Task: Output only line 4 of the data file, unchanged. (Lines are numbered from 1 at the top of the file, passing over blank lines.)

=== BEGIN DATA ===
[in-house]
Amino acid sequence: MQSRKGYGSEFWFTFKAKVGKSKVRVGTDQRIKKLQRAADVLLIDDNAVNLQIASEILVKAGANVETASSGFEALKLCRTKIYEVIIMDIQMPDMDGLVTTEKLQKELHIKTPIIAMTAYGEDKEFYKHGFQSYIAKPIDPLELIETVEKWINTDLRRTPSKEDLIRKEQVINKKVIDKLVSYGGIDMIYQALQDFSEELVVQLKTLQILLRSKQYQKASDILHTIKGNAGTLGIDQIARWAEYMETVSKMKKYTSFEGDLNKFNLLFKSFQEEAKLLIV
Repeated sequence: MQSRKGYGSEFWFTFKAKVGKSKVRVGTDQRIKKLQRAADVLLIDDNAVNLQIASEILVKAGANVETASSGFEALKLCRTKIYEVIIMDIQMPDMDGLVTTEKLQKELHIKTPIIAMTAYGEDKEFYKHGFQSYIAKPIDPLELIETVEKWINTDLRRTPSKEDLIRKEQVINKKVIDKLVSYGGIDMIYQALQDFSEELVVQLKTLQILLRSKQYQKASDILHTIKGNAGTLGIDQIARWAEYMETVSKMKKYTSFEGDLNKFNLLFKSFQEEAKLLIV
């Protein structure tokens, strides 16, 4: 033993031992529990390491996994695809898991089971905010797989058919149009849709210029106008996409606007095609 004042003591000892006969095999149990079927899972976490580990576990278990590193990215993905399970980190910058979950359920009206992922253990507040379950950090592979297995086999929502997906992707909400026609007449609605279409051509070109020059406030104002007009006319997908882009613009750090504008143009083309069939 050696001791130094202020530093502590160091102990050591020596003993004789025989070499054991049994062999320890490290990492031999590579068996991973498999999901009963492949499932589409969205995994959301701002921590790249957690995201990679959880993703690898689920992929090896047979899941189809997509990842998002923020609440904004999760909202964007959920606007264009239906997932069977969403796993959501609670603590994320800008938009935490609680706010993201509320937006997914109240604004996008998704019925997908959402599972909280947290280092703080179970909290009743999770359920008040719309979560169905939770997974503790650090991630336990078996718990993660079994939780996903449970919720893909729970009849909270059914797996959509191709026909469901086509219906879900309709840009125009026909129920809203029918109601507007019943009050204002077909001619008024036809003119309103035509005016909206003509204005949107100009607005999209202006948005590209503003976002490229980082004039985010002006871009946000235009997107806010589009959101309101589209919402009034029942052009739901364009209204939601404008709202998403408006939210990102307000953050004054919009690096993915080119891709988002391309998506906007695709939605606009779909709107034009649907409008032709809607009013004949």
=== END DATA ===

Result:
């Protein structure tokens, strides 16, 4: 033993031992529990390491996994695809898991089971905010797989058919149009849709210029106008996409606007095609 004042003591000892006969095999149990079927899972976490580990576990278990590193990215993905399970980190910058979950359920009206992922253990507040379950950090592979297995086999929502997906992707909400026609007449609605279409051509070109020059406030104002007009006319997908882009613009750090504008143009083309069939 050696001791130094202020530093502590160091102990050591020596003993004789025989070499054991049994062999320890490290990492031999590579068996991973498999999901009963492949499932589409969205995994959301701002921590790249957690995201990679959880993703690898689920992929090896047979899941189809997509990842998002923020609440904004999760909202964007959920606007264009239906997932069977969403796993959501609670603590994320800008938009935490609680706010993201509320937006997914109240604004996008998704019925997908959402599972909280947290280092703080179970909290009743999770359920008040719309979560169905939770997974503790650090991630336990078996718990993660079994939780996903449970919720893909729970009849909270059914797996959509191709026909469901086509219906879900309709840009125009026909129920809203029918109601507007019943009050204002077909001619008024036809003119309103035509005016909206003509204005949107100009607005999209202006948005590209503003976002490229980082004039985010002006871009946000235009997107806010589009959101309101589209919402009034029942052009739901364009209204939601404008709202998403408006939210990102307000953050004054919009690096993915080119891709988002391309998506906007695709939605606009779909709107034009649907409008032709809607009013004949």